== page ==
Jour­nal­ist’s death cap­tured on au­dio, video: of­fi­cials

Turk­ish of­fi­cials make grisly claim in dis­ap­pear­ance

Montreal Gazette - - NEWS - Ishaan Tha­roor

The mys­tery sur­round­ing Ja­mal Khashoggi has turned even more dark. The Saudi jour­nal­ist van­ished Oct. 2 af­ter en­ter­ing the Saudi con­sulate in Is­tan­bul. Within days, leaks from Turk­ish of­fi­cials sug­gested Khashoggi had been killed by Saudi agents flown in to take out the writer. The Saudis have de­nied the ac­cu­sa­tion, say­ing Khashoggi left the con­sulate on his own — but have pro­vided no ev­i­dence to back up their claim.

On Wed­nes­day night, my col­leagues re­ported that none other than Saudi Crown Prince Mo­hammed bin Sal­man or­dered an op­er­a­tion to lure Khashoggi, a prom­i­nent writer and Washington Post con­trib­u­tor, from his de facto ex­ile in Vir­ginia and de­tain him, ac­cord­ing to U.S. in­tel­li­gence in­ter­cepts.

“The in­tel­li­gence point­ing to a plan to de­tain Khashoggi in Saudi Ara­bia has fu­elled spec­u­la­tion by of­fi­cials and an­a­lysts in mul­ti­ple coun­tries that what tran­spired at the con­sulate was a backup plan to cap­ture Khashoggi that may have gone wrong,” wrote Post na­tional se­cu­rity re­porter Shane Har­ris.

On Thurs­day, my col­leagues re­ported that Turk­ish of­fi­cials told their U.S. coun­ter­parts that they had au­dio and video ev­i­dence ap­par­ently con­firm­ing their con­clu­sion that Khashoggi was killed in the Saudi con­sulate.

The record­ings show that a Saudi se­cu­rity team de­tained Khashoggi in the con­sulate af­ter he walked in, then killed him and dis­mem­bered his body, The Washington Post was told by U.S. and Turk­ish of­fi­cials.

“The voice record­ing from in­side the em­bassy lays out what hap­pened to Ja­mal af­ter he en­tered,” said one per­son with knowl­edge of the record­ing who spoke on con­di­tion of anonymity. “You can hear his voice and the voices of men speak­ing Ara­bic. You can hear how he was in­ter­ro­gated, tor­tured and then mur­dered.”

A sec­ond per­son briefed on the record­ing said men could be heard beat­ing Khashoggi.

One of the 15 Saudis named by Turk­ish of­fi­cials as be­ing in­volved in the dis­ap­pear­ance is a foren­sic ex­pert known for pi­o­neer­ing rapid and mo­bile au­top­sies, ac­cord­ing to Arab me­dia re­ports and his own aca­demic writ­ings. Salah Muhammed al-Tubaigy flew into Is­tan­bul shortly af­ter Khashoggi en­tered the con­sulate and flew out nine hours later, Turk­ish of­fi­cials say.

The al­leged pres­ence of Tubaigy, who has taught and pub­lished pa­pers on gath­er­ing DNA ev­i­dence and dis­sect­ing hu­man bod­ies, am­pli­fies the ma­cabre nar­ra­tive put forth by Turk­ish in­ves­ti­ga­tors.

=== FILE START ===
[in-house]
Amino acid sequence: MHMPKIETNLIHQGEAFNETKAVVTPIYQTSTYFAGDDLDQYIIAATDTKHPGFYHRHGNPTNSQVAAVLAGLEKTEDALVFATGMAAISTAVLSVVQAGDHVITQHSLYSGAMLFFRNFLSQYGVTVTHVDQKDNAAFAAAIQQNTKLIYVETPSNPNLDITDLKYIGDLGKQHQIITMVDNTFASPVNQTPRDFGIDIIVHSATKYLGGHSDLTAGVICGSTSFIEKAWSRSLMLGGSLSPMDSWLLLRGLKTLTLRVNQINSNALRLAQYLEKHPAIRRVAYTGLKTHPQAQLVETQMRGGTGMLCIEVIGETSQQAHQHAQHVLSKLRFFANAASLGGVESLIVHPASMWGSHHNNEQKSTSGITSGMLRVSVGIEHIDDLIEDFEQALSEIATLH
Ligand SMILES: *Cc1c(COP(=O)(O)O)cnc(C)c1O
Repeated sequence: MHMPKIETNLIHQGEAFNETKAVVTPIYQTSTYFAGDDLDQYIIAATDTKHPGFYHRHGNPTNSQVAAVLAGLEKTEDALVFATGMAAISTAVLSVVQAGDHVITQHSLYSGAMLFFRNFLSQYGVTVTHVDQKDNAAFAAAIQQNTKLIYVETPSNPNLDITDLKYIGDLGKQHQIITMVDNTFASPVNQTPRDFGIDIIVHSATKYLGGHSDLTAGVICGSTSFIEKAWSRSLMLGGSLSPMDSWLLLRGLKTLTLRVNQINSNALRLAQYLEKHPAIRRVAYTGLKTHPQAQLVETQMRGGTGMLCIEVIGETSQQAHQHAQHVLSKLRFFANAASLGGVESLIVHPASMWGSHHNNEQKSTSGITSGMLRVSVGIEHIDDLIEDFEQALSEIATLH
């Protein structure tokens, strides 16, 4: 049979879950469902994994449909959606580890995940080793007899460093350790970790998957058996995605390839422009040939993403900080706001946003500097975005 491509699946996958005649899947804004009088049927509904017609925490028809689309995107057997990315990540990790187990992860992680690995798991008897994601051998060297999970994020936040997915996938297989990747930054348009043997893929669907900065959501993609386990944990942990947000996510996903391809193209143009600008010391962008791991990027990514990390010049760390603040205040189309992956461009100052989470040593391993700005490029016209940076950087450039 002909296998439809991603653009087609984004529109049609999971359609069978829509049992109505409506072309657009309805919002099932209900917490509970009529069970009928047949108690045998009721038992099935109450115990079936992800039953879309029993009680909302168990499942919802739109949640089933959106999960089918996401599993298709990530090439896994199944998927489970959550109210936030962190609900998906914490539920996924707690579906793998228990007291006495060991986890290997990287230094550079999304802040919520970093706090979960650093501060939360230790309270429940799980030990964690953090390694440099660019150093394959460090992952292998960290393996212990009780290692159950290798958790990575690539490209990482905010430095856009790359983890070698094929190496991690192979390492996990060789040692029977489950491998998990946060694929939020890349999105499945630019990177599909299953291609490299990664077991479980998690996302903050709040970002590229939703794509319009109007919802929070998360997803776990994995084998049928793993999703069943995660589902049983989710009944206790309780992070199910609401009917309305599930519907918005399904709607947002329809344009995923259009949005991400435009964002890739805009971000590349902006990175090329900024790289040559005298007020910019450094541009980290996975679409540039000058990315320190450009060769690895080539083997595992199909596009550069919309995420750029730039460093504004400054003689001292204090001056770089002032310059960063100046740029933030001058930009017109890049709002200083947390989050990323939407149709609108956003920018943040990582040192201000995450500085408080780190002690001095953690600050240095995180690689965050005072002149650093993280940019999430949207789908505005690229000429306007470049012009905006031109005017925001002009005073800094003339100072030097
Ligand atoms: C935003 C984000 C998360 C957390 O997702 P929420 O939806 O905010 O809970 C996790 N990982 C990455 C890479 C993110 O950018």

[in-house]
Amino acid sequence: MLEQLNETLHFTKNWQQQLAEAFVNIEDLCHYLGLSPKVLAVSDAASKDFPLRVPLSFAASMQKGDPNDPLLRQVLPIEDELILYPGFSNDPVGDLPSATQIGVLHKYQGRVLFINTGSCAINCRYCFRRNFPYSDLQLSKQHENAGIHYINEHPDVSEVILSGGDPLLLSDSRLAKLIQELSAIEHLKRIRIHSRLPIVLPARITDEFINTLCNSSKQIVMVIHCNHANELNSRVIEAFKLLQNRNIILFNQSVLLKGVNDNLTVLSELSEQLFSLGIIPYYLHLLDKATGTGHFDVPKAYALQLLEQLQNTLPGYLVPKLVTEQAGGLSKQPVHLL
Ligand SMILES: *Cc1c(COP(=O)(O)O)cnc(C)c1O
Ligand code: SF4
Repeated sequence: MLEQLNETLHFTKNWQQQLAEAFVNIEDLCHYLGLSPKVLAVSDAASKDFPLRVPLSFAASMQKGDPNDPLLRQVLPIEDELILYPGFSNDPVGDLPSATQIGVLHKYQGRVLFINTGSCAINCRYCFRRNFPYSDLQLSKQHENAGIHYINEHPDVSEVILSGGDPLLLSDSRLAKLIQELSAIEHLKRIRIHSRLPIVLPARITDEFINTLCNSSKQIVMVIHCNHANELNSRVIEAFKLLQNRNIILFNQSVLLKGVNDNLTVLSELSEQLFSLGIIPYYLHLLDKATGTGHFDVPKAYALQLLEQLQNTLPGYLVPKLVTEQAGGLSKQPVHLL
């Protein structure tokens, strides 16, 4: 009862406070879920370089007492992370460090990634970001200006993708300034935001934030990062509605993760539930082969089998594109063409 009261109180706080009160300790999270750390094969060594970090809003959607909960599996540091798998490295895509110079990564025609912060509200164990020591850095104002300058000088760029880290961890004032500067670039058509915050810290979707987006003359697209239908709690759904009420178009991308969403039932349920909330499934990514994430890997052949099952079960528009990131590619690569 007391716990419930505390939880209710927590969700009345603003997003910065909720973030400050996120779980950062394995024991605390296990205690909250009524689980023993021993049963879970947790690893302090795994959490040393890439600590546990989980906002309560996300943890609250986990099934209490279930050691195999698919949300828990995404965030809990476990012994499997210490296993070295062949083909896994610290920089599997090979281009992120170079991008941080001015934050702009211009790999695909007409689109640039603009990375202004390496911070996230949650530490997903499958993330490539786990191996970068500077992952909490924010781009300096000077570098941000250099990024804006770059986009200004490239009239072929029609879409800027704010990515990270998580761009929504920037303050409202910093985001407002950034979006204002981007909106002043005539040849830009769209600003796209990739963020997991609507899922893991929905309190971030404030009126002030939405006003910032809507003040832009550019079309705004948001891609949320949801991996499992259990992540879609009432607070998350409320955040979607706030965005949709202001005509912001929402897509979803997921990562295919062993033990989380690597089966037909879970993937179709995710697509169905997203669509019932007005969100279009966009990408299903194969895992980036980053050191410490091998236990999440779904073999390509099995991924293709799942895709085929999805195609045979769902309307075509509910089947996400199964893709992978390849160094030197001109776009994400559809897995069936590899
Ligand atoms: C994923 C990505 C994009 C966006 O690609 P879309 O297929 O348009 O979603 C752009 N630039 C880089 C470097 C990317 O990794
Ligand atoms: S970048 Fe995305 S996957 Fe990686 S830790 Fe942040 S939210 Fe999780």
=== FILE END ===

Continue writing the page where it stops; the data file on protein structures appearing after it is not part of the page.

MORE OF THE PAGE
The news has gone off like a bomb in the U.S. cap­i­tal, where Riyadh has long cur­ried favour through an ex­ten­sive ecosys­tem of lob­by­ists, wonks and politi­cians. In the space of a week, Khashoggi’s dis­ap­pear­ance has stirred the sort of col­lec­tive ire against Saudi Ara­bia that years of Saudi-led bomb­ing in Ye­men could not.

Repub­li­can Sen. Lind­sey Gra­ham warned that “there would be hell to pay” if the al­le­ga­tions of Saudi malfea­sance were con­firmed. “I’ve never been more dis­turbed than I am right now,” said Gra­ham, a mem­ber of the Se­nate Armed Ser­vices Com­mit­tee. “If this man was mur­dered in the Saudi con­sulate in Is­tan­bul, that would cross ev­ery line of nor­mal­ity in the in­ter­na­tional com­mu­nity.”

An­a­lysts be­moaned the White House’s seem­ing dis­in­ter­est in the al­leged as­sas­si­na­tion. “It sym­bol­izes the de­par­ture of the United States as a re­strain­ing force against evil ac­tors in the world,” wrote Robert Ka­gan in a col­umn for The Post. “Saudi Ara­bia is a small na­tion that can­not de­fend it­self with­out the sup­port of the United States, and there­fore no Saudi leader would have made such a brazen move with­out con­fi­dence that Washington, once the leader of the lib­eral world or­der, would do noth­ing.”

In­deed, Pres­i­dent Don­ald Trump has done lit­tle to sug­gest that ev­i­dence of Saudi mis­be­haviour would com­pel him to dis­rupt his close re­la­tion­ship with the king­dom. In mul­ti­ple in­ter­views since Khashoggi’s dis­ap­pear­ance, he has stressed the im­por­tance of pre­serv­ing over US$100 bil­lion in arms sales to the Saudis.

“I think that would be hurt­ing us,” Trump told Fox News on Wed­nes­day. “Frankly, I think that would be a very, very tough pill to swal­low for our coun­try.”

The fol­low­ing day, Trump waved away the in­ci­dent as some­thing in­volv­ing a Saudi cit­i­zen, and so was not any of Washington’s busi­ness — never mind that Khashoggi was a U.S. res­i­dent writ­ing for an Amer­i­can news­pa­per.

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